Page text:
The editorial, “Big bang failure” (September 1), ended with the verdict, “Demonetisation
was a blunder, poorly thought through and badly executed.”
as a tool to flush out black money was a noble idea, but the execution left a lot to be desired. Before announcing demonetisation, the government should have introduced the Rs 2,000 and the new Rs 500 notes. ATMs should have been recaliberated in phases to stock the new notes. Once, around 50 per cent of ATMs had been recaliberated, the announcement to withdraw Rs 1,000 and old Rs 500 notes from circulation could have been made. After the announcement, the rest of the ATMs could have been recaliberated on an urgent basis. This would have eased the pressure on the common man. The Rs 200 notes could also have been introduced before demonetisation.
The process for exchange of demonetised currency notes in bank branches was not carried out systematically. Indians’ penchant for juggad to circumvent a problem should have been envisaged and checkmated in advance. What we saw were frequent changes and new rules being framed almost daily. This added to the confusion.
If a sizeable quantity of new Rs 2,000, Rs 500 and Rs 200 notes were in circulation during demonetisation, frantic attempts to exchange notes at bank branches could have been avoided. Customers could have been asked to deposit their old notes directly into their accounts. This would have negated the nefarious designs of unscrupulous people using “cash coolies” to launder their money.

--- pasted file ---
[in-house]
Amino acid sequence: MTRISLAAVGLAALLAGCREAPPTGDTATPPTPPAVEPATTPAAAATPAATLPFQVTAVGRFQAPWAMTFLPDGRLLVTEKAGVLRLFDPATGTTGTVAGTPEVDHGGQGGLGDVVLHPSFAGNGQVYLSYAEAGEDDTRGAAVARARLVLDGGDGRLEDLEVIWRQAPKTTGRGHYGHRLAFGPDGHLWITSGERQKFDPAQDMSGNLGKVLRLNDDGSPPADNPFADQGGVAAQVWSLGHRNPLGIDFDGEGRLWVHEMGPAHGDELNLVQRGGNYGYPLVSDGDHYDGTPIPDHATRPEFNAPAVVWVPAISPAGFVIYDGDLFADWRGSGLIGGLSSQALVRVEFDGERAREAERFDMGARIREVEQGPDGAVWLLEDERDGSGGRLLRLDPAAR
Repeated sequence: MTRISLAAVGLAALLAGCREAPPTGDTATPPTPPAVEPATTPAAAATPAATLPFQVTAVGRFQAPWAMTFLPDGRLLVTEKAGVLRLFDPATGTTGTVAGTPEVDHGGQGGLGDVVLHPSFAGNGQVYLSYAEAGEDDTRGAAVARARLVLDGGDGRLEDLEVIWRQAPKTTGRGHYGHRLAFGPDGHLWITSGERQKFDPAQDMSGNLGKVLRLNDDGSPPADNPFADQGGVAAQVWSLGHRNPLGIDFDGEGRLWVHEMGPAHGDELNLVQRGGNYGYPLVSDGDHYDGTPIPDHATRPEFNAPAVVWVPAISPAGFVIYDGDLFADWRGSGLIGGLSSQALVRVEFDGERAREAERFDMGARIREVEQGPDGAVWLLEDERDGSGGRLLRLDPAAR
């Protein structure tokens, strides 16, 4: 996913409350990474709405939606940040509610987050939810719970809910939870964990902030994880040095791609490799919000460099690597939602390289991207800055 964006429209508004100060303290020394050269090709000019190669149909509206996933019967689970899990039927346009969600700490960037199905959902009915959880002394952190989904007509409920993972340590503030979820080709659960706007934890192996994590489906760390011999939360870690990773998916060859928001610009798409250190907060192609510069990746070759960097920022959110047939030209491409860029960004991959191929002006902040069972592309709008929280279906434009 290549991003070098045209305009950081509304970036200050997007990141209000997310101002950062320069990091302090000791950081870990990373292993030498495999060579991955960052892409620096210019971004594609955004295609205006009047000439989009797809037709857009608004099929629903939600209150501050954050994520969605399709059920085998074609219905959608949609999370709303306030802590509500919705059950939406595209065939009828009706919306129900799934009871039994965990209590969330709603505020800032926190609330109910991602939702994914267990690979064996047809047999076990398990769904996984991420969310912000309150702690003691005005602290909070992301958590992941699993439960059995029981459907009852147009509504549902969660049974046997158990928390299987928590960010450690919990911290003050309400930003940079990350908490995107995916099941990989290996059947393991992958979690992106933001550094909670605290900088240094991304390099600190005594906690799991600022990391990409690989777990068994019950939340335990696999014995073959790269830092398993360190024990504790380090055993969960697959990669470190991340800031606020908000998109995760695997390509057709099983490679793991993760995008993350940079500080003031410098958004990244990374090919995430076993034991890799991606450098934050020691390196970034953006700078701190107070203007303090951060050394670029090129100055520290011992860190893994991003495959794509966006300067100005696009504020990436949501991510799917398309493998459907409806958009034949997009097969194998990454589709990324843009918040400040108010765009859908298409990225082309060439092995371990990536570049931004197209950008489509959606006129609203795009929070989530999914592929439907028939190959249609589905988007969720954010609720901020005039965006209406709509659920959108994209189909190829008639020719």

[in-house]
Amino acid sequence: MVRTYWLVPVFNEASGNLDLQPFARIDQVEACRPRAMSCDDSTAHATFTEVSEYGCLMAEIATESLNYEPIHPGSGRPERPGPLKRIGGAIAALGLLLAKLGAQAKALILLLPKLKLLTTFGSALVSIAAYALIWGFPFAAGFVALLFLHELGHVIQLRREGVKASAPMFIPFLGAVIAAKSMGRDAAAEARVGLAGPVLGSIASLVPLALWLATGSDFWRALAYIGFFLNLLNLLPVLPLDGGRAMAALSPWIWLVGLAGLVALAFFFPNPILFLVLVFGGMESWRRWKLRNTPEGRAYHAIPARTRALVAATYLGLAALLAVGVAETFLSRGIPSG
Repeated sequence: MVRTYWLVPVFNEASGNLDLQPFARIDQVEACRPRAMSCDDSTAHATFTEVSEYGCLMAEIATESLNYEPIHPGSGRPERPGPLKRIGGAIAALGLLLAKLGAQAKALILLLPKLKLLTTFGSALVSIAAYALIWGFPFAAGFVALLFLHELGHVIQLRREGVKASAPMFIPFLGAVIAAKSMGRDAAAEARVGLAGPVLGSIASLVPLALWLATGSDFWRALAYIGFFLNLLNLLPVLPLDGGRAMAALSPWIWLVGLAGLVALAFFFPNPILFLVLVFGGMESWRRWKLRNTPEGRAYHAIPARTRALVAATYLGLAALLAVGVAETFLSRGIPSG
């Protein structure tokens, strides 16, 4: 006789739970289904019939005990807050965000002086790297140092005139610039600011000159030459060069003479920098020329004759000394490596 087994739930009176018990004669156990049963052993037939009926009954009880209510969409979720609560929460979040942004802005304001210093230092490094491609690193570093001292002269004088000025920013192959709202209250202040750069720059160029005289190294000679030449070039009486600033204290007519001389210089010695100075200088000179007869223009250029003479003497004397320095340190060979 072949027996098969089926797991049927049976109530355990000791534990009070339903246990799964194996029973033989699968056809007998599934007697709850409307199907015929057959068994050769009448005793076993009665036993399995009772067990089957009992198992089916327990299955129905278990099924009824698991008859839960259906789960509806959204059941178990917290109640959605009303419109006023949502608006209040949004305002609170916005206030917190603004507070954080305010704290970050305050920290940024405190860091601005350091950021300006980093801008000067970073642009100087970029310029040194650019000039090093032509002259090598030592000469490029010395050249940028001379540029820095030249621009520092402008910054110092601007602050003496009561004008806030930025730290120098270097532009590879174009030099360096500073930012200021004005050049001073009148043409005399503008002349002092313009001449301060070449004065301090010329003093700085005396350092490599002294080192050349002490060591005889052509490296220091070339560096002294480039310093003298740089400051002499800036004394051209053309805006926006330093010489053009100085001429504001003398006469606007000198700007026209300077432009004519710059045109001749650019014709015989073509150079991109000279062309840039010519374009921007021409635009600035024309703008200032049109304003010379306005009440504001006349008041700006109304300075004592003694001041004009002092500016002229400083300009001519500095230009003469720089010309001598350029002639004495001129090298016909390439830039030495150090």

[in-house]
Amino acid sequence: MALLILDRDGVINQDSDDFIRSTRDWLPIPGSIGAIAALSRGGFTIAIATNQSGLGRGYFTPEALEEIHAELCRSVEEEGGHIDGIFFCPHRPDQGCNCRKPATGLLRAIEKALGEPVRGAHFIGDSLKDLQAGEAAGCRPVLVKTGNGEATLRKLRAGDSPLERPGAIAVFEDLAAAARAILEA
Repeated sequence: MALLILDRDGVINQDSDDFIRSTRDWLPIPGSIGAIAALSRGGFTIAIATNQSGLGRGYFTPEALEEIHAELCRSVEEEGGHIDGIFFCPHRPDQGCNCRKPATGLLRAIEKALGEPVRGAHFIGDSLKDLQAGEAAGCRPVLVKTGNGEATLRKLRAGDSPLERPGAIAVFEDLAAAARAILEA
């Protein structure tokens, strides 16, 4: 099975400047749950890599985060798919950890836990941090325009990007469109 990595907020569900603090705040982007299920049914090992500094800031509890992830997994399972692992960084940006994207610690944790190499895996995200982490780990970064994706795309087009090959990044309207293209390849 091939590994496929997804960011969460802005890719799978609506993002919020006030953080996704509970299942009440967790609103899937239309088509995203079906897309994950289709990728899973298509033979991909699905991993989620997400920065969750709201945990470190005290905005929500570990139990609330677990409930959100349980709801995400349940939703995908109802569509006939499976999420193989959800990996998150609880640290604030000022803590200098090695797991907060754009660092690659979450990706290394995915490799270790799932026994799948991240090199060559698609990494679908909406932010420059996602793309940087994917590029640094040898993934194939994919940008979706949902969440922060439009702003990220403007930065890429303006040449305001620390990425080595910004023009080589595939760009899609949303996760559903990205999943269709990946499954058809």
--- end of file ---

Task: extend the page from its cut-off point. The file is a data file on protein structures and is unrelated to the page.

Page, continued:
Due to the need for secrecy, the demonetisation
decision seems to have been taken without anticipating the pitfalls. If discreet advance feedback or suggestions had been sought from people with experience in bank branch work, much of the angst among the public and staff of banks could have been quelled.
has not been a big success, it has put the fear of god into cash hoarders. The authorities would be probing Rs 1.75 lakh crore of suspicious deposits that flowed into the banking system post demonetisation.
A sizeable chunk of this could lead to positive action against the depositors. This could boost tax collections and lead to penal action, which would be a positive result of demonetisation.
K V Premraj, Mumbai
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